I have had the pleasure of walking the campus on a beautiful day today, greeting residential students from an appropriate distance. The signs of spring are clear and abundant. This is a verdant place, not only in terms of its landscape but in the creative interactions that take place every day – interactions dramatically changed by the coronavirus but still very much shaped by the mission that has led this school to adapt and renew throughout its history.
While there is unprecedented pressure on institutions of higher learning as well as on the churches and communities this institution serves, our mission has never been clearer. Providing theological education and leadership in pursuit of a just, sustainable and generative world means we aren’t simply educating for lives of private faith, insulated from social realities and challenges. Working for justice and social good are not ancillary to our understanding of church and community; they are the central tenants. Our example is in Jesus, in Wesley, and in a whole host of those who have gone before us.
Responding to COVID-19 has been a near universal experience, and there is value in identifying and affirming our common plight. And yet, the past two months have illuminated and exacerbated significant disparities that exist in the world around us and which should disturb the consciences of people and communities of faith.
I count myself among those privileged to be able to work from the safety of my home, with disruptions to conveniences but not essentials. It is clear that not all have that opportunity. Millions are out of work. For millions more still employed, a lack of health insurance and adequate sick leave hits hard and undermines the myth that such benefits should be seen only as individual concerns rather than a matter of common good. Nothing like a pandemic to challenge the idea that my health and well-being stand comfortably apart from the health and well-being of someone without my resources.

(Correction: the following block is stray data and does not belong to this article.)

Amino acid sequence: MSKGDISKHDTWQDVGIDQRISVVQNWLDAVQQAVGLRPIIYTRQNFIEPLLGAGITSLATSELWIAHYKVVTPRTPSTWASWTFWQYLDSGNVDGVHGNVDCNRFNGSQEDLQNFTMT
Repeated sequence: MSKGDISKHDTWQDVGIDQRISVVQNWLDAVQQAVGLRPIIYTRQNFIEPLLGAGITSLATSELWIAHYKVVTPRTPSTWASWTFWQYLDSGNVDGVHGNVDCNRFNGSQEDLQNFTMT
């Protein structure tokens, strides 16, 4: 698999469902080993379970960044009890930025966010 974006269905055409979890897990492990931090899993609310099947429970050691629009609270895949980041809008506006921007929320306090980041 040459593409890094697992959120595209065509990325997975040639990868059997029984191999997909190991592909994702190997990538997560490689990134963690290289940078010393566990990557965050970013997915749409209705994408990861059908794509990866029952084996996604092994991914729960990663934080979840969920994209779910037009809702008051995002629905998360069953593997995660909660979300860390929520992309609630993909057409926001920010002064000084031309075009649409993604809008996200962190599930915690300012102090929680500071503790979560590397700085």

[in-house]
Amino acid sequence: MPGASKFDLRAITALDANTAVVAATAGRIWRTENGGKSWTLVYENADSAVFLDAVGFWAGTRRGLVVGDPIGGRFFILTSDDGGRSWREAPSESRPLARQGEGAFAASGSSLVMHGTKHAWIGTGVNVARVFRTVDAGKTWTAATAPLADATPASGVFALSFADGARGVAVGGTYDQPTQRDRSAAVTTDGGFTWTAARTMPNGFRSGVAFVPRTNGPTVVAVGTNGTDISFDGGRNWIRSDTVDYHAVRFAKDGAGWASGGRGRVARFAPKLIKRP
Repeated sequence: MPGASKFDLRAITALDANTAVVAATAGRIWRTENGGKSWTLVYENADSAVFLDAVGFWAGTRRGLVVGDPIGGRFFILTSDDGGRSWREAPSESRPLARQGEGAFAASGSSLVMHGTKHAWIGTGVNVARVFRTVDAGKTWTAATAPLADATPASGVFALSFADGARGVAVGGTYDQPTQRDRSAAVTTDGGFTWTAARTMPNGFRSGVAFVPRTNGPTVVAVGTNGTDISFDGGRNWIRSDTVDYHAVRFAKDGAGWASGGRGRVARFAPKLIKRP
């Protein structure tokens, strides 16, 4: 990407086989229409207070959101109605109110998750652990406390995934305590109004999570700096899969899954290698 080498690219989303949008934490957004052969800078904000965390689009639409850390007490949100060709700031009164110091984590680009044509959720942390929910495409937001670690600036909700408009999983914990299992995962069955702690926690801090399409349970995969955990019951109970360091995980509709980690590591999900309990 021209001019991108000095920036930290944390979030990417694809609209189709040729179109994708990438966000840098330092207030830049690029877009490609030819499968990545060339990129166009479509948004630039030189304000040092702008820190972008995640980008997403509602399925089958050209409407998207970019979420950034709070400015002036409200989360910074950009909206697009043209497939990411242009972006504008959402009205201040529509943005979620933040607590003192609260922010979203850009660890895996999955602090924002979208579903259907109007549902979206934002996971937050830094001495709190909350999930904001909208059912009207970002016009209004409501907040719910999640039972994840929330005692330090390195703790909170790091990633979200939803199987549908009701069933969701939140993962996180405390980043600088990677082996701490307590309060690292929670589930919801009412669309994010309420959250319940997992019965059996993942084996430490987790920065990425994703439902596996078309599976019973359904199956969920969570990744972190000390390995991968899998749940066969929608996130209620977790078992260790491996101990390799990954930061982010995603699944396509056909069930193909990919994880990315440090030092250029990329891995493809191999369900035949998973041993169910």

Once again, influential voices would divide us rather than unite us. The COVID-19 pandemic has unfortunately inspired too many to foment xenophobia, question science and promote religious intolerance. Immigrants, who are often the ones working in close, dangerous quarters to keep remnants of our economy running, are again being scapegoated.
As a school preparing leaders to proclaim the love of God for all the world, we must take serious actions that model such a love. Our students are preparing to serve all people and to proclaim a vision that counters divisive narratives. As a serious institution of higher learning, we will affirm our belief in science and our support for public health officers and medical professionals. As a seminary of the church, we will proclaim the Christian message of good news for all the world.
In this unsettled time, it is tempting to want everything to get back to normal. Yet if we learn anything in this season, it should be that normal has not been equally good for all and is not a sustainable goal for the future. I am grateful for your support and value your prayers as we continue to work toward a new and better normal.
SAME DATE AND TIME
MTSO will hold virtual commencement online
MTSO will hold its 2020 commencement online at 11 a.m. May 23. All are invited to tune in. A link will be shared closer to the date on our commencement web page and via MTSO’s social media channels.